Comment from Leslie –
There are 317 comments posted to this article….
Deputy coroner for Coventry Louise Hunt told Natalie’s parents that the current indication was that the vaccine was not a contributing factor in her death.
Opening and adjourning the inquest at Coventry Magistrates’ Court, she said: ‘It appears that Natalie died from a tumour in her chest which had spread to her heart and her lungs’.
Natalie, 14, collapsed less than two hours after being given a cervical cancer vaccination at Coventry’s Blue Coat Church of England School on Monday.
Unrelated: Natalie Morton collapsed an hour after receiving the cervical cancer jab, but died from an unrelated malignant tumour in her chest
Pathologist Alexander Kolar told the inquest that Natalie’s chest was “heavily infiltrated” by a tumour that had extended to the left lung.
The growth had compressed Natalie’s aorta and pulmonary artery, shutting off the blood supply to her entire body and causing her to collapse.
He said: “It was so severe that death could have arrived at any time.”
Natalie’s mother Elaine Bullock and stepfather Andrew Bullock, paid tribute the 14-year-old outside the court.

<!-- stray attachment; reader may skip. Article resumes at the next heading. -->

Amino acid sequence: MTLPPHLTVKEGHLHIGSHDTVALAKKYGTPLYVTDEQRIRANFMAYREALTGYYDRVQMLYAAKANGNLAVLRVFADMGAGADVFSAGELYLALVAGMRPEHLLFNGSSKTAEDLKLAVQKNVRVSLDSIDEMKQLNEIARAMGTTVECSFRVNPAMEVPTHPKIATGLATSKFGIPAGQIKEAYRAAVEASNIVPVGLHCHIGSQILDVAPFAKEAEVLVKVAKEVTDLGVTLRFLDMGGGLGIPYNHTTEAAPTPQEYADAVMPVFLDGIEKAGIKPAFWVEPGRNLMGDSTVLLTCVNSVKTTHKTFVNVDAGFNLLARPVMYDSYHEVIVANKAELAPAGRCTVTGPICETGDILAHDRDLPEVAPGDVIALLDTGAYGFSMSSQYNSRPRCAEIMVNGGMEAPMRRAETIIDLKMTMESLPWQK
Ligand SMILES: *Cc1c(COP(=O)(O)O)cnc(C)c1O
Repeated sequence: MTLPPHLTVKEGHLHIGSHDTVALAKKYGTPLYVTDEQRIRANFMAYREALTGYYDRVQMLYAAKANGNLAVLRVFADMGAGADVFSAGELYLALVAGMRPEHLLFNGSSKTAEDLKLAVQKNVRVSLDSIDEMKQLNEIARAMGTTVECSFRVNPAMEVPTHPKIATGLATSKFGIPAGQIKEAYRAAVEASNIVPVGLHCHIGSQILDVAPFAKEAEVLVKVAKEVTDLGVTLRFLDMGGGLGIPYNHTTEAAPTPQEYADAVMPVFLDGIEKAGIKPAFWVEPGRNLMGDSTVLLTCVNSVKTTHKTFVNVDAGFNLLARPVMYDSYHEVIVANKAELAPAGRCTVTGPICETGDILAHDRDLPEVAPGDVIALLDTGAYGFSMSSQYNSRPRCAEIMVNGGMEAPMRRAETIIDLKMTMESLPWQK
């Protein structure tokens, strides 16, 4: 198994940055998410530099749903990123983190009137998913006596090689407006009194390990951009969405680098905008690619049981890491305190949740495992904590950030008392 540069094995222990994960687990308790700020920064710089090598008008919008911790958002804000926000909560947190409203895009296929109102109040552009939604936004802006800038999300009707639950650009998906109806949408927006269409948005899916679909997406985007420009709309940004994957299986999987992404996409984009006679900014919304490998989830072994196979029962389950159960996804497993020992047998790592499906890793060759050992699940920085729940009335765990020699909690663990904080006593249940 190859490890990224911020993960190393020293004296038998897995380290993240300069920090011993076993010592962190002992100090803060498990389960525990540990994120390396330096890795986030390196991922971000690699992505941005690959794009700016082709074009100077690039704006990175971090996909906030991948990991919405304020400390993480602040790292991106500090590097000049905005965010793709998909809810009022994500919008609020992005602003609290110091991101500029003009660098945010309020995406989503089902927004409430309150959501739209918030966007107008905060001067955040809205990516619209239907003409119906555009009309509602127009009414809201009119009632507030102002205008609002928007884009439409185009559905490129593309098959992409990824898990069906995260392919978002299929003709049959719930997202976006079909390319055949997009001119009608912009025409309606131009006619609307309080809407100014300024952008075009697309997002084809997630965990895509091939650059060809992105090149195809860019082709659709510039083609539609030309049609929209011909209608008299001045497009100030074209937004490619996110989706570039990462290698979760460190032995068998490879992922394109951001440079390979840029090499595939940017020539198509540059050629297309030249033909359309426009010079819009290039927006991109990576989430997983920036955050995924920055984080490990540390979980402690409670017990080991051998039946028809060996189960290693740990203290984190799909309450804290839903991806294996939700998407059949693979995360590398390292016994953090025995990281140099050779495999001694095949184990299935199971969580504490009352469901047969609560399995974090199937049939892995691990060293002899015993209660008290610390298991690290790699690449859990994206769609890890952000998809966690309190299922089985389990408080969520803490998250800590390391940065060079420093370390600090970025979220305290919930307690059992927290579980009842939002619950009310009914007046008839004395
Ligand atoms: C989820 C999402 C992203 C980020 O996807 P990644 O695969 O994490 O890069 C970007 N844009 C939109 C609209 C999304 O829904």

They said she was a ‘kind and fun-loving teenager with a beautiful smile’.
Mr Bullock said: ‘Natalie was a wonderful daughter, sister and granddaughter.
‘She was kind, fun-loving and had a beautiful smile. Natalie had a strong personal faith in God. We know that she has gone to heaven to be with her saviour, Jesus’.
He added: ‘We now know that Natalie’s death was the result of a serious underlying medical condition and most probably nothing to do with the vaccine that she had at school on Monday’.
The findings come as the cervical cancer vaccination programme was branded a ‘public health experiment’ by a senior researcher who helped develop the drug.
Dr Diane Harper – one of the world’s leading cervical cancer experts – said health officials and drug firm bosses were exaggerating the jab’s benefits.
And she claimed parents were not being properly warned about the ‘small but potentially adverse’ risks of Cervarix and other vaccines.
But health officials, cancer charities and scientific experts all insist the programme is safe and urged parents and schools not to panic.
Under the Government’s cervical cancer programme, Cervarix is being offered to girls between 12 and 18.
It works against two strains of HPV – a sexually transmitted virus that causes 70 per cent of cervical cancer cases.